I think ‘cos with the, with the depression part it’s quite, you over think it, but in a very, with a very pessimistic point of view. And over thinking kind of, if, if you over think about like you know, “Should I got to,” if you’re trying to decide between like last week, bowling and ice skating, and my friends were saying, “Which one should we go to?” Only people were like, oh ice skating’s fun and it’s near the restaurant. Bowling's fun but and it’s cheaper,” like, people you know, they just, and you can look at it. But with me it’s kind of like, “I actually hate ice skating because I’m scared the ice will break.” But that’s just a constant, that’s just me, but , it’s kind of, I actually hate ice skating because like you know I don’t like this, I don’t like this and I don’t like this, and that will mean this, and it’s always a negative point of view, it’s never kind of, um, bowling and ice skating, oh bowling’s cheaper and ice skating’s nearer the restaurant; those are two kind of good things, whereas with me it’ll be like, “Oh I hate ice skating ‘cos I don’t want the ice to break. And I don’t want to go bowling because like everyone gets really kind of happy and oh no,” I don’t know, so it’s quite, it’s quite, you end up doing a lot of negative thinking, and if, I always think like I do just constantly it’s unbelievable it’s ever more like.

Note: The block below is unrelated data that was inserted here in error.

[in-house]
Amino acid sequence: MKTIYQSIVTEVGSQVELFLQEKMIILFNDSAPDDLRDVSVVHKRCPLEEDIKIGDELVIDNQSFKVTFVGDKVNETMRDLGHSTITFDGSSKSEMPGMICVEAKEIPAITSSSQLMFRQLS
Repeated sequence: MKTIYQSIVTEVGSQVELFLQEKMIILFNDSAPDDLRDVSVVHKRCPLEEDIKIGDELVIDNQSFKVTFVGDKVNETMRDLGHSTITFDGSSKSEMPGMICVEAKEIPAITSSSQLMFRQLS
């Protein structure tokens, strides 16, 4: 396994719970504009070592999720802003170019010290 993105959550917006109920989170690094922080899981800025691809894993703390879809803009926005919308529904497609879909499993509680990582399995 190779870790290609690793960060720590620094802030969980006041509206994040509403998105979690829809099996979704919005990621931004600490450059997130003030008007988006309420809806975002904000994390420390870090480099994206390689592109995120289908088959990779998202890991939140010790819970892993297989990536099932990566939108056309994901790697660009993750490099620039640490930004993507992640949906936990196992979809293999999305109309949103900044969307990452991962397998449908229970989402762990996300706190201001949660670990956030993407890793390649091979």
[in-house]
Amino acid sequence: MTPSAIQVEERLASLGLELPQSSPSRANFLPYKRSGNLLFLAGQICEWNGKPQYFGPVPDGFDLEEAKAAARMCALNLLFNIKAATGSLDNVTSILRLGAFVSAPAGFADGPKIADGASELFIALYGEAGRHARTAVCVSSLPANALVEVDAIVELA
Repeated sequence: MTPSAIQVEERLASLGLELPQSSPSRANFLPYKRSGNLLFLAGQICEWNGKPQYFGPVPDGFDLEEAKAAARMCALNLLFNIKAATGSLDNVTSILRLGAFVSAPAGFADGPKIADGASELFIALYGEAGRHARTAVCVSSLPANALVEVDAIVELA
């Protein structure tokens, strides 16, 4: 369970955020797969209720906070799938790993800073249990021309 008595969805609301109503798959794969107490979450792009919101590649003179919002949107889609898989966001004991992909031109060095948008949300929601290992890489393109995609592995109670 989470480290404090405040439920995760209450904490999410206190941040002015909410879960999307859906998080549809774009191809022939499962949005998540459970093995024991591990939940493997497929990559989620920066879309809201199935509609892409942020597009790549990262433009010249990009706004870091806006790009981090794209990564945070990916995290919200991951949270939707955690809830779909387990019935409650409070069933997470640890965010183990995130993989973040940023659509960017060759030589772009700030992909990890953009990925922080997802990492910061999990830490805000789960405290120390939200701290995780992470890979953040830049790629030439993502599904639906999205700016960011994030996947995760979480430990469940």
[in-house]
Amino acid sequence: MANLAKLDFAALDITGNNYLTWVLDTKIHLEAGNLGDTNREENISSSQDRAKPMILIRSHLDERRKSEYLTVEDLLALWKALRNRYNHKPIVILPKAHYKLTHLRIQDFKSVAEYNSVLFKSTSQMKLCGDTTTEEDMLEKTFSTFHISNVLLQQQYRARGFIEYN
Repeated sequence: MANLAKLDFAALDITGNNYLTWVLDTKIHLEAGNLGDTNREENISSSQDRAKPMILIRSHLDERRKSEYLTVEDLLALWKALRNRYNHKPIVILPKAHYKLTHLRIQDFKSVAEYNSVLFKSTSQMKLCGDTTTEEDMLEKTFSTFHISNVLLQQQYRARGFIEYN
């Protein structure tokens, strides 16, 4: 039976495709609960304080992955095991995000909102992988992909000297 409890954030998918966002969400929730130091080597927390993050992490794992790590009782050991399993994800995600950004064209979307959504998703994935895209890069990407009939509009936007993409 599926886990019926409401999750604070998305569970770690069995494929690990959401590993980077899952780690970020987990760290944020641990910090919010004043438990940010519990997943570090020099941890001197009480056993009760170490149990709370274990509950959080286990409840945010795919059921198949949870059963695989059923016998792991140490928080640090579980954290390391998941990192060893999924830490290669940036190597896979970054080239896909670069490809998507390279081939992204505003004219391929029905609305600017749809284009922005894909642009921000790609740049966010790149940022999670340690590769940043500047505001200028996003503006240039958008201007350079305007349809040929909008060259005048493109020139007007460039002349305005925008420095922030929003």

You know it’s like; it can be something as random as like, “Should I walk or should I take the bus?” And it’s kind of, “I’m tired, but I need to lose the weight, and I need to lose the weight so I can feel happy, so I should walk,” and then half way through your walking, “Oh I’m so stupid, why don’t I just get the bus?” And it’s, it’s just constant, that you, it’s just constant like pessimistic like, “Oh I’ve just done it wrong.” Or, “This will go wrong.” Or, it’s never like a good thing so...
Negative thinking patterns became self-fulfilling for many and prevented them from being spontaneous. Quite a few said they’d found help for this from CBT, cognitive behavioural therapy, see ‘Talking treatments’.
 

Dan describes a depression crisis.

Dan describes a depression crisis.

Age at interview: 22
Sex: Male
SHOW TEXT VERSION
PRINT TRANSCRIPT